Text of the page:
Top Five Galleries

A country with a wealth of artistic wealth of artistic treasures picking the best of Italy’s galleries is no easy task. This month, we highlight some of the peninsula’s unmissable art archives.

1. Gli uffizi


The Uffizi museum in Florence, Italy, by night. Faces blurred by long exposure.

Had Florence’s biggest and busiest gallery failed to top the list of Italy’s best galleries, it would have looked like a serious oversight on our part. The experience may involve hour-long queues at any time of the day – we advise booking an entry slot in advance – but there is a reason why this vast gallery attracts thousands of visitors each year.

The palace, which houses Italy’s most acclaimed museum, was built by Vasari for the Medici family during the Renaissance to serve as the offices for the magistrates (uffizi), thus giving the gallery its name. In 1765 it opened its doors to the public, who went in to gaze in awe at the collection of works gathered and commissioned by the powerful Medici family during its reign. Make sure you leave a great deal of time for your visit to the corridors and rooms that hold some of the Renaissance’s most remarkable pieces, which include the works of Botticelli, Titian, Raphael, Caravaggio, Rembrandt and Michelangelo.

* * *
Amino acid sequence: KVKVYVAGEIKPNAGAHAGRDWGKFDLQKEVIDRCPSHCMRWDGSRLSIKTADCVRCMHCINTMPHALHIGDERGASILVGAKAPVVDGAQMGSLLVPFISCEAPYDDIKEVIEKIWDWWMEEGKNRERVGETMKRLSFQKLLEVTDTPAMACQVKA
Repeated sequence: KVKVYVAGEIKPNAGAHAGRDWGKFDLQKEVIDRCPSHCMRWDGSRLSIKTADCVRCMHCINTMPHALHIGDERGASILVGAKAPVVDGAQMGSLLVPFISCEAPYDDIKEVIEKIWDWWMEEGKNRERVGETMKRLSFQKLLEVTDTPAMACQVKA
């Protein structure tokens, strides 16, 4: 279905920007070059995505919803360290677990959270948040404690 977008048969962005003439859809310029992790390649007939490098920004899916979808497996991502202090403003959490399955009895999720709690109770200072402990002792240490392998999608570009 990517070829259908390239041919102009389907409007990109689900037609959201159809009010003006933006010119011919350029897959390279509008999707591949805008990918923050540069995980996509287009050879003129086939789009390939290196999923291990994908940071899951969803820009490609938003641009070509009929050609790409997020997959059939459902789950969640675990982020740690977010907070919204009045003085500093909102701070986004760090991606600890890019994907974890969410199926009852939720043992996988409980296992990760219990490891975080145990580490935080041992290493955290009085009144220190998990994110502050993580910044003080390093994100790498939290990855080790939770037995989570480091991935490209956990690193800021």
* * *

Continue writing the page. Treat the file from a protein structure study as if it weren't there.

2. Peggy Guggenheim



This collection of 20th-century masterpieces is small but perfectly formed. Housed in Guggenheim’s former palazzo along the Grand Canal, shortly after the collector’s death in 1979 her personal collection was opened to the public. Expect to find Picasso in the dining room, Bacon in the kitchen and Dali in the corridor.

3. The Vatican museums



It is marginally unfair to place this incomparable set of museums together, but with an estimated four million visitors per year, it was hard to leave them out. The museums were founded by Pope Julius II in the 16th century and the Sistine Chapel itself is just one particular ‘masterpiece’ on display. A jaw-dropping experience.

4. Academia di Belle Arti


Statue of Michelangelo's David found at the Piazza della Signoria in Florence, Italy.
Statue of Michelangelo’s David found at the Piazza della Signoria in Florence, Italy.

If it weren’t for the most famous sculpture in the world, the Accademia might have evaded the hoards of visitors that patronise it today. With Michelangelo’s David in prime position, it is easy to forget the rest of the collection, which holds a number outstanding pieces from the High Renaissance.

5. Galleria borghese



Advance booking is essential to this gallery housed in the lush and Edenic Villa Borghese. The Borghese collection was first established by Cardinal Scipione, who, luckily for visitors, was an avid admirer of the works of Caravaggio, a prominent contributor to the collection. Highlights include the outstanding Deposition by Raphael.